Your Guide to Birthstones

| 4 min read

Did you know that today's birthstones come from the Old Testament? Did you know that 2016 brought us an addition to the birthstone list? Find out the full story here.

Birthstones feel like they should be a relatively new idea. But, perhaps surprisingly, they aren’t. They’re actually based on the research of the Roman scholar Titus Flavius Josephus (37-c.100AD), who apart from having a fabulous name, studied the twelve gemstones of Aaron’s Breastplate, and compiled the first list of Birthstones.

What was Aaron’s Breastplate?

A very good question. Aaron’s Breastplate was described in the Book of Exodus, and has special importance to gem lovers, as it is one of the oldest written accounts (dating from between 600 and 400BC) of gemstones being used for symbolic reasons. Although it isn’t completely clear exactly which stones were actually used, they were described in Exodus as being Ruby, Topaz, Beryl, Turquoise, Sapphire, Emerald, Jacinth, Agate, Amethyst, Chrysolite, Onyx, and Jasper, set into a 3x4 square and worn to communicate with God.

The Twelve Stones

Josephus realised that the number twelve has huge significance. From the twelve stones on the Breastplate, to the twelve gemstones mentioned in the Book of Revelation, to the number of the sons of Israel, to the signs of the Zodiac, and the months of the year.

In the 5th Century, St Jerome posited the idea that the twelve gemstones of Revelation could be used to represent each month.

However, it was not until around the 17th century that it was suggested that you should wear the gemstone attributed to your birth month year round. Up until that point, you would try and own all twelve and change them every month.

But nobody could agree on what the twelve gems should be. The names of the gems of the Bible had changed so much over the centuries, with gemstone names often being used to designate a gem of a particular colour rather than a specific gem. For example, carbuncle is used in the Bible for any red gemstone, or coal!

The Modern List

Clearly, this was confusing. So in 1912, the American National Jewelers’ Association compiled a new birthstone list. A few amendments later, including the addition of Tanzanite in 2002, and Spinel in 2016, and we have the list we use today:

You can see that some lucky months have alternative options, so some of you will find you can choose your favourite, or collect all of them.

Myths and Folklore

Every birth gem is shrouded in ancient myths and folklore. Even Tanzanite, which was only discovered in 1967, is already said to be useful to expectant mothers. Most famously, perhaps, is Amethyst’s supposed ability to protect from drunkenness.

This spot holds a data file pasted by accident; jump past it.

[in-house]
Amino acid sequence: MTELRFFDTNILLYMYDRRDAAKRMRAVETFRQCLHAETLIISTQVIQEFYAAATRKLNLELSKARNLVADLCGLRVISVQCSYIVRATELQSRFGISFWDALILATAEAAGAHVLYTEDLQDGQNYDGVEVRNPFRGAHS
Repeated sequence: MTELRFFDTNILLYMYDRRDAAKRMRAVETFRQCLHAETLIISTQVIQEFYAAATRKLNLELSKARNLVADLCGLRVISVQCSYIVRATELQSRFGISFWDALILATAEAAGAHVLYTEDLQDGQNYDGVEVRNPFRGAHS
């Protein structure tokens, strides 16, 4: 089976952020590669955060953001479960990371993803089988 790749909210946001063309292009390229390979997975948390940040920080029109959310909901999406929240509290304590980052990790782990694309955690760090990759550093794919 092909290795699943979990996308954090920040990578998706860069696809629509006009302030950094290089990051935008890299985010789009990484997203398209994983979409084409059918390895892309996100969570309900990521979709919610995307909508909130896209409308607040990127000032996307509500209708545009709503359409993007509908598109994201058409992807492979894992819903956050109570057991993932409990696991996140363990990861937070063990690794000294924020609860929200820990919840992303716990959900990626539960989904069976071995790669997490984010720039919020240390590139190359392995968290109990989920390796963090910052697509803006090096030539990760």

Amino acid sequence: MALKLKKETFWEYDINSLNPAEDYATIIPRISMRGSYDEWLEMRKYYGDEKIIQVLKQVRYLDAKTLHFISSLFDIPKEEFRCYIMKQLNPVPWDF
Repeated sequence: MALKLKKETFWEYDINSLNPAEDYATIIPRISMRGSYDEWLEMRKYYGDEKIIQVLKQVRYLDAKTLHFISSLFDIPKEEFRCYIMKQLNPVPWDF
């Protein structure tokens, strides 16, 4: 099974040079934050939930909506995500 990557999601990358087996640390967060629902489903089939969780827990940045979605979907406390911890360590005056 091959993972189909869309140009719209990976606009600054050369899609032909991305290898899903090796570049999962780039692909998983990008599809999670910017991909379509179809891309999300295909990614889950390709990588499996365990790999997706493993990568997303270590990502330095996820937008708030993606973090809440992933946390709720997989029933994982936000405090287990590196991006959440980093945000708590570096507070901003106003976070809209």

Wearing your birthstone is said to enhance the mystical and healing powers of the gem itself.

There is a traditional poem which goes:

By her who in January was born No gem save garnets shall be worn They will ensure her constancy True friendship and fidelity.

The February born shall find Sincerity and peace of mind, Freedom from passion and from care, If they, the amethyst will wear.

By her who in March was born No gem save Bloodstone shall be worn They will ensure her constancy True friendship and fidelity.

She who from April dates her years, Diamonds shall wear, Lest bitter tears For vain repentance flow.

Who first beholds the light of day In spring's sweet, flower month of May And wears an Emerald all her life Shall be a loved and a loving wife.

By her who in June was born No gem save Pearls shall be worn They will ensure her constancy True friendship and fidelity.

The gleaming Ruby should adorn, All those who in July are born, For thus they'll be exempt and free, From lover's doubts and anxiety.

Wear a Peridot or for thee, No conjugal fidelity, The August born without this stone, `Tis said, must live unloved; alone.

A maiden born when autumn leaves Are rustling in September's breeze, A Sapphire on her brow should bind; To bring her joy and peace of mind.

October's child is born for woe, And life's vicissitudes must know, But lay an opal on her breast, And hope will lull those woes to rest.

Who first comes to this world below In dreary November's fog and snow, Should prize the topaz amber hue, Emblem of friends and lovers true.

If cold December gave you birth The month of snow and ice and mirth Place on your hand a turquoise blue; Success will bless whate'er you do.

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